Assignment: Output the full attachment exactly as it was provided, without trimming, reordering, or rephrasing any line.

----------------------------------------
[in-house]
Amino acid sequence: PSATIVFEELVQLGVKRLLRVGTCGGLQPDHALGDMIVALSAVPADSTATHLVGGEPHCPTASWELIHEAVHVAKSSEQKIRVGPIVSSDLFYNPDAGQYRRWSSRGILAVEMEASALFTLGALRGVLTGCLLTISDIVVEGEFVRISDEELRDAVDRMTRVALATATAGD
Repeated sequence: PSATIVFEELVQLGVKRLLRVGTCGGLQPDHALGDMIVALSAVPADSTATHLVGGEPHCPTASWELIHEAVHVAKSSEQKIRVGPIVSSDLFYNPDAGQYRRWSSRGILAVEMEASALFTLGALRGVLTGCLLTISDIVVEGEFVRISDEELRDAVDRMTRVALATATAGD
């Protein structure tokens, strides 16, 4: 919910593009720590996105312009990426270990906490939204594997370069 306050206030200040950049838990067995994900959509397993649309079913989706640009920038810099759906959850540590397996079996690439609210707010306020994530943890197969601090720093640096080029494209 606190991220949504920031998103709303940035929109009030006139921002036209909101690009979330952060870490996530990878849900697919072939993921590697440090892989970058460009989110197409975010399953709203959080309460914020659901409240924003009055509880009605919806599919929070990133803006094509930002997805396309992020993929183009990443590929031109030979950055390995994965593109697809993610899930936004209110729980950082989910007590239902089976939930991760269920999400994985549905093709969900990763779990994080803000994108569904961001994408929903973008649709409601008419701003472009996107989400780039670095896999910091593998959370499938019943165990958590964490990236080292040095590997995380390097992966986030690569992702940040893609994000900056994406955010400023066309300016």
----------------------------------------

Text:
[in-house]
Amino acid sequence: PSATIVFEELVQLGVKRLLRVGTCGGLQPDHALGDMIVALSAVPADSTATHLVGGEPHCPTASWELIHEAVHVAKSSEQKIRVGPIVSSDLFYNPDAGQYRRWSSRGILAVEMEASALFTLGALRGVLTGCLLTISDIVVEGEFVRISDEELRDAVDRMTRVALATATAGD
Repeated sequence: PSATIVFEELVQLGVKRLLRVGTCGGLQPDHALGDMIVALSAVPADSTATHLVGGEPHCPTASWELIHEAVHVAKSSEQKIRVGPIVSSDLFYNPDAGQYRRWSSRGILAVEMEASALFTLGALRGVLTGCLLTISDIVVEGEFVRISDEELRDAVDRMTRVALATATAGD
């Protein structure tokens, strides 16, 4: 919910593009720590996105312009990426270990906490939204594997370069 306050206030200040950049838990067995994900959509397993649309079913989706640009920038810099759906959850540590397996079996690439609210707010306020994530943890197969601090720093640096080029494209 606190991220949504920031998103709303940035929109009030006139921002036209909101690009979330952060870490996530990878849900697919072939993921590697440090892989970058460009989110197409975010399953709203959080309460914020659901409240924003009055509880009605919806599919929070990133803006094509930002997805396309992020993929183009990443590929031109030979950055390995994965593109697809993610899930936004209110729980950082989910007590239902089976939930991760269920999400994985549905093709969900990763779990994080803000994108569904961001994408929903973008649709409601008419701003472009996107989400780039670095896999910091593998959370499938019943165990958590964490990236080292040095590997995380390097992966986030690569992702940040893609994000900056994406955010400023066309300016």